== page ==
Allianz GI’s 3 sustainability typologies

The LP has laid out how it categorises impact investment opportunities in a new position paper.

“What is impact investing? Is it the same thing as sustainable investing? How is it mixed in with the ESG terminology?”

These are the questions that Allianz Global Investors is seeking to answer with its position paper released this week, according to head of sustainable and impact investing Matt Christensen.

Allianz GI is the investment arm of Allianz insurance company. It has been a keen investor in private markets impact strategies, having committed to Trill Impact’s first fund and TPG Rise Climate Fund, per New Private Markets data. The paper outlines the LP’s approach to impact investing and breaks down investment opportunities into three typologies.

  1. Significant positive impact: The most advanced level of impact, this refers to companies that generate “substantial and measurable” positive impact by addressing social and environmental issues as a central part of their business model.
  2. Positive benefits: Companies that are generating positive outcomes, but not to the same extent as those in the first category. This may be because the company is not specifically targeting underserved populations, or the impact it is delivering is incremental. This also includes companies that are facing challenges in measuring the impact they deliver.
  3. Sustainability improvers: Companies that are not currently sustainable but are taking credible steps towards reducing their negative environmental or social impacts.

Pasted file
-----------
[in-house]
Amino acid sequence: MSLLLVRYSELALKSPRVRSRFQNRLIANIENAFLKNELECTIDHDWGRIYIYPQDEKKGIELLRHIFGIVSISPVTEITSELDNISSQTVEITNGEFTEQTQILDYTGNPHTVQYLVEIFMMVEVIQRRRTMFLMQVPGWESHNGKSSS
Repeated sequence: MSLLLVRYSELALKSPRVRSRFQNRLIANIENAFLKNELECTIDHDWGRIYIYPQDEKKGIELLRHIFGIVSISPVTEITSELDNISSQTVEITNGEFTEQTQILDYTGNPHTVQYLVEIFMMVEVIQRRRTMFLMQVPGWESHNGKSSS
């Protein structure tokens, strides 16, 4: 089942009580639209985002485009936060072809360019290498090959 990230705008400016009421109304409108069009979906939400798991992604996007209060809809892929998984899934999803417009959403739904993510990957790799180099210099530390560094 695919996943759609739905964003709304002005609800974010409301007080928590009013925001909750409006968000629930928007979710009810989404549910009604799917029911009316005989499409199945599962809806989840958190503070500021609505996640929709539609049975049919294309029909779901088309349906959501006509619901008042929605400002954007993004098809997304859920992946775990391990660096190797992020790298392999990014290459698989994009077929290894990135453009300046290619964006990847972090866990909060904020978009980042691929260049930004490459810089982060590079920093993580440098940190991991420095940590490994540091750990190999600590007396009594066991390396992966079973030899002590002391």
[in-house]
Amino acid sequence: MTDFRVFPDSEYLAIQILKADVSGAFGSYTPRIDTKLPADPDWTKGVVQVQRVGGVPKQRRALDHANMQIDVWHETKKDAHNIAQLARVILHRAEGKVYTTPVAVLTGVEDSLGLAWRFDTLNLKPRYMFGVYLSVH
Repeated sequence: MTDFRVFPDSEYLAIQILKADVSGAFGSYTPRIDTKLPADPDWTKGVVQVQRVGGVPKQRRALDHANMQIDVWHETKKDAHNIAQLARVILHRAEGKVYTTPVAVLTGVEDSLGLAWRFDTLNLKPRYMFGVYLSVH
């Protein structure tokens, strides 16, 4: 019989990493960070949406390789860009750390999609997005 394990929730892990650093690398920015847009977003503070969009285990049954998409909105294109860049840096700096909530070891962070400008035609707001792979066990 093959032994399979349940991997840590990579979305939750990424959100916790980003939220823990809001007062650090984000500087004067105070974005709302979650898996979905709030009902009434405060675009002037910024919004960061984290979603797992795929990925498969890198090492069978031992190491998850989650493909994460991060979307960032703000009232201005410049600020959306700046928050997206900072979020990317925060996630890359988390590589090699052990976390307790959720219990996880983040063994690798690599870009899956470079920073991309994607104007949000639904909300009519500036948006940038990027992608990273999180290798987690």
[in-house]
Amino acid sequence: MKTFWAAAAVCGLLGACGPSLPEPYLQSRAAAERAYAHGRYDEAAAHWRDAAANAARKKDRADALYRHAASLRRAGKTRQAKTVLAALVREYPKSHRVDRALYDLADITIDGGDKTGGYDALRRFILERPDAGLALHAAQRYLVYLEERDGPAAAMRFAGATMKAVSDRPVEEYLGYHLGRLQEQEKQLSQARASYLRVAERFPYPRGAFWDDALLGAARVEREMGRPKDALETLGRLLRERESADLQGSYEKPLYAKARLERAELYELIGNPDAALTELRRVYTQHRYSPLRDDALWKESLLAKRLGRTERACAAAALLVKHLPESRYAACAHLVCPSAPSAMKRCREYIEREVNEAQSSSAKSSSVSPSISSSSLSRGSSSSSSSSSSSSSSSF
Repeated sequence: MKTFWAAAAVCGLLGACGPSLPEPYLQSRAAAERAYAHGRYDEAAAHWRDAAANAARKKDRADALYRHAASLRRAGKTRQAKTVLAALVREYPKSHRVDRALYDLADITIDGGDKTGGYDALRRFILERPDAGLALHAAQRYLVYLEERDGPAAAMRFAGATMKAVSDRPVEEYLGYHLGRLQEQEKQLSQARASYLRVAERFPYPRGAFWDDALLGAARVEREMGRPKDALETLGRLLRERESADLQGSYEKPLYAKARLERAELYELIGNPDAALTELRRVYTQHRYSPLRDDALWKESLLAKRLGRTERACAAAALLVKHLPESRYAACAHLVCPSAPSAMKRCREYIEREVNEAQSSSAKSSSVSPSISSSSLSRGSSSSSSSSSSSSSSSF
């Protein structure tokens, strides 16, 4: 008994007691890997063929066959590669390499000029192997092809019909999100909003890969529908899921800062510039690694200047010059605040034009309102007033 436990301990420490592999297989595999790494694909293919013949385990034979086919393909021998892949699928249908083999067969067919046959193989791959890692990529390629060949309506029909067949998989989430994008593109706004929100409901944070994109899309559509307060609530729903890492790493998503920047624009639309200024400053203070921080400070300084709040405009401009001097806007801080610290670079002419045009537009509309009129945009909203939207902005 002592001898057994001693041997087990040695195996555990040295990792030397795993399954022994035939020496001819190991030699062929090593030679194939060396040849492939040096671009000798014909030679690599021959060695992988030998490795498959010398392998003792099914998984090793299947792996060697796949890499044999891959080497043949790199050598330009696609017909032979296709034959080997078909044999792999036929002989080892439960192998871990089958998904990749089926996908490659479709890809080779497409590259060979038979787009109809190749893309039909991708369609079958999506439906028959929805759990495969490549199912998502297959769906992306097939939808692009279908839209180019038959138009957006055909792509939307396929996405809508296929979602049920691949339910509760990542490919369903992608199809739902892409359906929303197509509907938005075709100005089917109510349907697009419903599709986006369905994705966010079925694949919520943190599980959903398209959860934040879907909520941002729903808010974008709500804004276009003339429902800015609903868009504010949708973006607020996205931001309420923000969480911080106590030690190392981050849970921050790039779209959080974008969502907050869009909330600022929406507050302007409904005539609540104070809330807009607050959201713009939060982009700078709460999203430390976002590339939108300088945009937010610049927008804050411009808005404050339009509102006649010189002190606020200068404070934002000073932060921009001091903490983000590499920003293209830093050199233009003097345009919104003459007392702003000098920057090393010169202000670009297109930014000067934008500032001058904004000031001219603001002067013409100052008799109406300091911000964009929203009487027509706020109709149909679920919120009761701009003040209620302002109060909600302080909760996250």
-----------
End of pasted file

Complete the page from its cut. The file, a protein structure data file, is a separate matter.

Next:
The paper includes case studies demonstrating what investment opportunities might look like for each typology across the energy, mobility, technology, education and health sectors. “We’ve been essentially collecting case studies on a deal-by-deal basis, because we’ve been operationalising the impact framework since 2020,” explained director of impact management and measurement Diane Mak. “Across our impact strategies, we’ve just seen different types of deals coming through. In our heads we’d already started classifying them via our due diligence process into roughly these three categories, but we hadn’t named them.”

Of the three typologies, significant positive impact is the main focus of Allianz’s impact strategy, though it will invest in companies that fit the positive benefits typology if the firm is confident that its engagement will help the company move to the top category. “We will have some positive benefit pieces that go into a portfolio because we have high conviction that we can get them to the next step. I don’t know that we would have a positive benefit company if we didn’t think we had a shot to move it all the way up. The goal is as much as possible to be in that significant positive impact [category],” explained Christensen.

Sustainability improvers do not form part of the firm’s impact strategy. However, they may be found in other private markets strategies focussed on transition.